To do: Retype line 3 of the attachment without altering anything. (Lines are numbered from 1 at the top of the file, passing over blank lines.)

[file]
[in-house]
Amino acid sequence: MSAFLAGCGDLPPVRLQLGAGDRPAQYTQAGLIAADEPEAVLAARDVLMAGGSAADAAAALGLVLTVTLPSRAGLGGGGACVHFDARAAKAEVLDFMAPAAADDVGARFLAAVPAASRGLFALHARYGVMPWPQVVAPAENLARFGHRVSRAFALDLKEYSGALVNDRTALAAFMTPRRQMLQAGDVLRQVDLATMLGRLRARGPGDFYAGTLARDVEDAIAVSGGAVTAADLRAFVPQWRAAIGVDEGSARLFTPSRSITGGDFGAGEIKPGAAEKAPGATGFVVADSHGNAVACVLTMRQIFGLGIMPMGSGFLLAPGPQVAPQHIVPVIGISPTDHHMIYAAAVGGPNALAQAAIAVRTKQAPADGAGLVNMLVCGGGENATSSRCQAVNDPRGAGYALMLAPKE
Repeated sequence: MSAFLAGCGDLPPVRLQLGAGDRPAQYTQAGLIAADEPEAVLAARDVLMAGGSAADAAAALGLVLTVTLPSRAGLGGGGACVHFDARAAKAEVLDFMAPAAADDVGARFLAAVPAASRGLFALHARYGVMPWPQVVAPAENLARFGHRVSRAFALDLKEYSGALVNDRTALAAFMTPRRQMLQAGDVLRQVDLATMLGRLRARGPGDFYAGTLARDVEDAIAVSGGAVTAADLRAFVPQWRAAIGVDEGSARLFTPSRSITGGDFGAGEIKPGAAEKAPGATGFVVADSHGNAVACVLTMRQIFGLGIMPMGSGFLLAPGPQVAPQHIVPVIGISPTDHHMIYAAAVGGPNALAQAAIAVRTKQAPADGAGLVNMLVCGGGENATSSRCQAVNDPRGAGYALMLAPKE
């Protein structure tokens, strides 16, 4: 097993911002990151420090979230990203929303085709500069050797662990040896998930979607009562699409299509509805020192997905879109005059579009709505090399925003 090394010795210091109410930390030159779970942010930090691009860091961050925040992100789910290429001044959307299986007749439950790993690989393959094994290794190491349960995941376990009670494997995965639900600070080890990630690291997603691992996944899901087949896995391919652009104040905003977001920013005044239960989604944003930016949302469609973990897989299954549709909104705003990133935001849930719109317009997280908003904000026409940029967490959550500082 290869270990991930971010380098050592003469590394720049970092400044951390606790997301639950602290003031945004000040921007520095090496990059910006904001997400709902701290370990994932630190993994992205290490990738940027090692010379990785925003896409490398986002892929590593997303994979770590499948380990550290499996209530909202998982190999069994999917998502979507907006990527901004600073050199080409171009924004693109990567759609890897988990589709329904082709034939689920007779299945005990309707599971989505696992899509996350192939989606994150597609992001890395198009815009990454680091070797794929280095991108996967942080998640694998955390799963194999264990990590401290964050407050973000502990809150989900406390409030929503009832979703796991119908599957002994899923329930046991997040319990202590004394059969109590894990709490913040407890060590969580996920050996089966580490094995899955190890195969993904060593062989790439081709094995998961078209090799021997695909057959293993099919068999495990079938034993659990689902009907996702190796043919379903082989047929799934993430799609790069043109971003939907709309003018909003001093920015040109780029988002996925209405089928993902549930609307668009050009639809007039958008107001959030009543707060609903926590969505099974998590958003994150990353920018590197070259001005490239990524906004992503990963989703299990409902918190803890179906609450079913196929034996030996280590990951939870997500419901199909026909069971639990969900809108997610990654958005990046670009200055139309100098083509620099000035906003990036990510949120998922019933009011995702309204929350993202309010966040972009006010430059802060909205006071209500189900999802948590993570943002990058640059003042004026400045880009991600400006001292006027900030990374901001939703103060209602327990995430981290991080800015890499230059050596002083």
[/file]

Repeated sequence: MSAFLAGCGDLPPVRLQLGAGDRPAQYTQAGLIAADEPEAVLAARDVLMAGGSAADAAAALGLVLTVTLPSRAGLGGGGACVHFDARAAKAEVLDFMAPAAADDVGARFLAAVPAASRGLFALHARYGVMPWPQVVAPAENLARFGHRVSRAFALDLKEYSGALVNDRTALAAFMTPRRQMLQAGDVLRQVDLATMLGRLRARGPGDFYAGTLARDVEDAIAVSGGAVTAADLRAFVPQWRAAIGVDEGSARLFTPSRSITGGDFGAGEIKPGAAEKAPGATGFVVADSHGNAVACVLTMRQIFGLGIMPMGSGFLLAPGPQVAPQHIVPVIGISPTDHHMIYAAAVGGPNALAQAAIAVRTKQAPADGAGLVNMLVCGGGENATSSRCQAVNDPRGAGYALMLAPKE